Fiber Savvy Will Set Some AV Integrators Apart
Jun 28, 2006 8:29 PM
The ability to design and install systems that function on fiber-optic networks is becoming a competitive advantage for AV integrators who have chosen to develop that expertise. Others, though, continue to rely on subcontractors to cope with the complexities of linking displays and other AV gear to fiber nets.
“Fiber is more difficult or more complex or requires more care,” says Jim Colquhoun, vice president of Technical Services at Audio Visual Innovations, Inc., in Englewood, Colo. “Fiber takes a little more finesse.”
Usually, Colquhoun adds, “when the AV world gets into fiber, they go hire one of the telephony guys to put in the fiber, terminate it, and then they hang their boxes on it.” Colquhoun says he detects a “stratification” in the AV systems integration business, “and this is one of the differentiators.”
Fiber networks confront the AV specialist with several distinct demands. First, of course, is for an all-digital install, but most integrators, even if they don’t already work all digital, are well along in that direction. To take advantage of fiber, though, the ordinary electrical pulses of a network also have to be converted to light pulses to travel over the fiber cable.
These connections—the converters and other devices that must be attached to the end points of a fiber line to link it to other systems—may be new and unfamiliar to some AV integrators. Many of the industry’s familiar names, though, are addressing this interface with new products. Extron Electronics, for example, introduced new products at Infocomm International that the company says combine familiar AV functionality with the ability to transmit high-res RGB signals over long distances via fiber.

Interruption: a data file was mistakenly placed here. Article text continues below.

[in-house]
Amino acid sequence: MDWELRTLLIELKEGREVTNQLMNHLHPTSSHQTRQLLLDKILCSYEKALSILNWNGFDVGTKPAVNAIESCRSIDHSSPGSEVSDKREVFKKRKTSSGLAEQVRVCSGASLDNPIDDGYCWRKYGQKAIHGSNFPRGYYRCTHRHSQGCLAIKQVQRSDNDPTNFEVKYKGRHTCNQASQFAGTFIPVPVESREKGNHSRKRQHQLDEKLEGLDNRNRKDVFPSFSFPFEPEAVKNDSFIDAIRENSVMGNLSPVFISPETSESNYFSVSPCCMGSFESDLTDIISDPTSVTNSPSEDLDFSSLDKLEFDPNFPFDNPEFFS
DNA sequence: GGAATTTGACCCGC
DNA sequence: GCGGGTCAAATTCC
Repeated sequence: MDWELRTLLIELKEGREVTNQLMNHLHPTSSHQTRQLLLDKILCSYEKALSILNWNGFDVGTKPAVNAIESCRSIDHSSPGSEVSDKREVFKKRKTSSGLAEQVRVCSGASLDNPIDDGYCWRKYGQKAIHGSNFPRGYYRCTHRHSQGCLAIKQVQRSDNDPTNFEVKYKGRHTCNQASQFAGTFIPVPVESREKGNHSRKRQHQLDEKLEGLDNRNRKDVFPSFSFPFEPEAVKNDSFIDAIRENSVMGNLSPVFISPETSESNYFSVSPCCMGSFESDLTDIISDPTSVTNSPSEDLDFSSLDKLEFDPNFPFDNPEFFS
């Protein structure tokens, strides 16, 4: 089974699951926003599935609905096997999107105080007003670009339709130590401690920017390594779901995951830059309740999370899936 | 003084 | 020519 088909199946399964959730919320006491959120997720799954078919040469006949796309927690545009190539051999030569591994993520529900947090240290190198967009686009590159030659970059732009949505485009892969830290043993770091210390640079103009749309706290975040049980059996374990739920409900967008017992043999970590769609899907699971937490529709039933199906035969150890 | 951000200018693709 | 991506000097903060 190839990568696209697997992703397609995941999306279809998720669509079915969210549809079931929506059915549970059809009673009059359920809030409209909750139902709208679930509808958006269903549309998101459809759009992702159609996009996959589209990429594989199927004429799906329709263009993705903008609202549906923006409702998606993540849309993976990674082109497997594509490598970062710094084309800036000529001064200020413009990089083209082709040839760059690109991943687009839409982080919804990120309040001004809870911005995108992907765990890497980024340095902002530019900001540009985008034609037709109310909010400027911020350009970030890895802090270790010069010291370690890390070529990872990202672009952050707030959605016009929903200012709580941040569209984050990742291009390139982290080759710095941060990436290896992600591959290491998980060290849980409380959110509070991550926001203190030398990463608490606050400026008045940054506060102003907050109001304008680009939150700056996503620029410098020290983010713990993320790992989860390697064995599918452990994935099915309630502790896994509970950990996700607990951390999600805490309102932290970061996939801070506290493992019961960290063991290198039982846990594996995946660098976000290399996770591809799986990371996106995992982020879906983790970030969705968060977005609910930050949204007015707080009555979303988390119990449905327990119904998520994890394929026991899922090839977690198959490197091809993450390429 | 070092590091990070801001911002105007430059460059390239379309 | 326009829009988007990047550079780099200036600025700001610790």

AV integrators often must come to grips with fiber either when designing a large system spread over a wide geographic area, or when presented with an existing network to which they must connect. “Usually when we choose fiber it’s because we have a very large plant, or we have to share somebody else’s infrastructure,” says Colquhoun. “Usually what that means is we are handed the dark fiber, even down to the connectors. The bigger the corporate client, the more likely that is.”
The AV industry is fast becoming more fiber-savvy as its applications demand more bandwidth and become more intimately connected with clients’ other information technology systems, notes Mike Morgan, who heads up Texelspl, the new firm created last year when SPL Integrated Solutions acquired Texel, a structured wiring company.
“There never has been a very strong emphasis on the infrastructure portions of the traditional analog AV world,” Morgan says. However, in the years ahead “we’re going to see fiber playing a very critical role in the AV environ, particularly in large venue projects. The pro AV industry is probably more connectivity-sensitive than any other industry.”
In announcing the acquisition of Texel, SPL President Chad Gillenwater stressed the critical need for a reliable, high performance infrastructure in supporting enterprise-wide AV systems that increasingly provide high-resolution, high-bandwidth connections for collaboration.
Morgan notes, though, that with component prices coming down and more manufacturers making ever-simpler devices for connecting AV to fiber, the professional AV contractor can adapt easily.
Soon, he adds, fiber infrastructure will be “just another tool in the tool box.”